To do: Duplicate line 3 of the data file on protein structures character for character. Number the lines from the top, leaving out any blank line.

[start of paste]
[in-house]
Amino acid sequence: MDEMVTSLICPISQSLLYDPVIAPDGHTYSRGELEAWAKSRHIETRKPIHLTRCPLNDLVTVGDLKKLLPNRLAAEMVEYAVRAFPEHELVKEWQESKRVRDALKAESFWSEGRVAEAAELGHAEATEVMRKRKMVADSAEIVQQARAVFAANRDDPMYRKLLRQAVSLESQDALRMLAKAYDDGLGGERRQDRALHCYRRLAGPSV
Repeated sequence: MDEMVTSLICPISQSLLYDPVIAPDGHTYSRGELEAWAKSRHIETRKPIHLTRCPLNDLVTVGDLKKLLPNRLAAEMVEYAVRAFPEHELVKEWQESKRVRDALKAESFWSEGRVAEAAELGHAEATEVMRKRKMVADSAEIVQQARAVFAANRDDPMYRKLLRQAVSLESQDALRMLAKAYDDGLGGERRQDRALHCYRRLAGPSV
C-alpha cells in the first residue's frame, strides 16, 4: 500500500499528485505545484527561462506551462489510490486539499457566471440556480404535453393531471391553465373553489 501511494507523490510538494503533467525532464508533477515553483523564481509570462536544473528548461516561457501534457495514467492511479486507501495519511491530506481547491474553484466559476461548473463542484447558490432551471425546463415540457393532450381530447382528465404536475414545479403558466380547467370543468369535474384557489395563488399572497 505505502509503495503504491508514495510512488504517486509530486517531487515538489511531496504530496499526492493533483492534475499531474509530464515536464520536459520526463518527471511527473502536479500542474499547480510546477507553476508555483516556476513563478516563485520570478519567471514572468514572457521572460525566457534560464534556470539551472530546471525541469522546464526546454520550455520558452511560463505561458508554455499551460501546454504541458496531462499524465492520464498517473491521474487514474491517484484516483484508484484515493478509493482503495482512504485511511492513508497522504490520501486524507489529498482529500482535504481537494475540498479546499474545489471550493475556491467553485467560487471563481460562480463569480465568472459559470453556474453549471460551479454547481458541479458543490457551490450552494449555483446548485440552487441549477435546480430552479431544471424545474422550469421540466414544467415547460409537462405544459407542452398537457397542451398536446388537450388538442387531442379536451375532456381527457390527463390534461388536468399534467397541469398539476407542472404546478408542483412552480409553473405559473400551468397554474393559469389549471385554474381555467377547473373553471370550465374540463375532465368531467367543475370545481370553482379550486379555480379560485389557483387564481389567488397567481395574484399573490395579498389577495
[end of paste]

Repeated sequence: MDEMVTSLICPISQSLLYDPVIAPDGHTYSRGELEAWAKSRHIETRKPIHLTRCPLNDLVTVGDLKKLLPNRLAAEMVEYAVRAFPEHELVKEWQESKRVRDALKAESFWSEGRVAEAAELGHAEATEVMRKRKMVADSAEIVQQARAVFAANRDDPMYRKLLRQAVSLESQDALRMLAKAYDDGLGGERRQDRALHCYRRLAGPSV